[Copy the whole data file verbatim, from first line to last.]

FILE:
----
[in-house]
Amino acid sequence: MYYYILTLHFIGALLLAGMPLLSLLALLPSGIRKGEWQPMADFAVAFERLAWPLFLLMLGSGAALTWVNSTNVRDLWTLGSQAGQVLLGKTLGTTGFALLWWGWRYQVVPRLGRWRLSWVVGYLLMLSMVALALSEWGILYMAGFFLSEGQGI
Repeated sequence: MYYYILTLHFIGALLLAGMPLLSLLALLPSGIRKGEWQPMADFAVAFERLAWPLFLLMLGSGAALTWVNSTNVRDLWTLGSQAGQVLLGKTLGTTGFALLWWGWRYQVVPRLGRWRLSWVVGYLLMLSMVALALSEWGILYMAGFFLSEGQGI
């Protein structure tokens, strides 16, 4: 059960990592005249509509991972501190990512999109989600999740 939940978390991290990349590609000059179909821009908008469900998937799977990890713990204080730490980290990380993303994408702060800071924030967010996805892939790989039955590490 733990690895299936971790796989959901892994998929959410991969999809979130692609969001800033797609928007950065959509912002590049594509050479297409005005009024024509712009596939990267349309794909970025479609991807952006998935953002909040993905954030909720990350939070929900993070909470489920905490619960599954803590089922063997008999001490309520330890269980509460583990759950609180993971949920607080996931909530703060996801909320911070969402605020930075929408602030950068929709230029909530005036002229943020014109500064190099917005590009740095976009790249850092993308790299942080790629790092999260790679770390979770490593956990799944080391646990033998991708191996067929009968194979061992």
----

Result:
[in-house]
Amino acid sequence: MYYYILTLHFIGALLLAGMPLLSLLALLPSGIRKGEWQPMADFAVAFERLAWPLFLLMLGSGAALTWVNSTNVRDLWTLGSQAGQVLLGKTLGTTGFALLWWGWRYQVVPRLGRWRLSWVVGYLLMLSMVALALSEWGILYMAGFFLSEGQGI
Repeated sequence: MYYYILTLHFIGALLLAGMPLLSLLALLPSGIRKGEWQPMADFAVAFERLAWPLFLLMLGSGAALTWVNSTNVRDLWTLGSQAGQVLLGKTLGTTGFALLWWGWRYQVVPRLGRWRLSWVVGYLLMLSMVALALSEWGILYMAGFFLSEGQGI
């Protein structure tokens, strides 16, 4: 059960990592005249509509991972501190990512999109989600999740 939940978390991290990349590609000059179909821009908008469900998937799977990890713990204080730490980290990380993303994408702060800071924030967010996805892939790989039955590490 733990690895299936971790796989959901892994998929959410991969999809979130692609969001800033797609928007950065959509912002590049594509050479297409005005009024024509712009596939990267349309794909970025479609991807952006998935953002909040993905954030909720990350939070929900993070909470489920905490619960599954803590089922063997008999001490309520330890269980509460583990759950609180993971949920607080996931909530703060996801909320911070969402605020930075929408602030950068929709230029909530005036002229943020014109500064190099917005590009740095976009790249850092993308790299942080790629790092999260790679770390979770490593956990799944080391646990033998991708191996067929009968194979061992």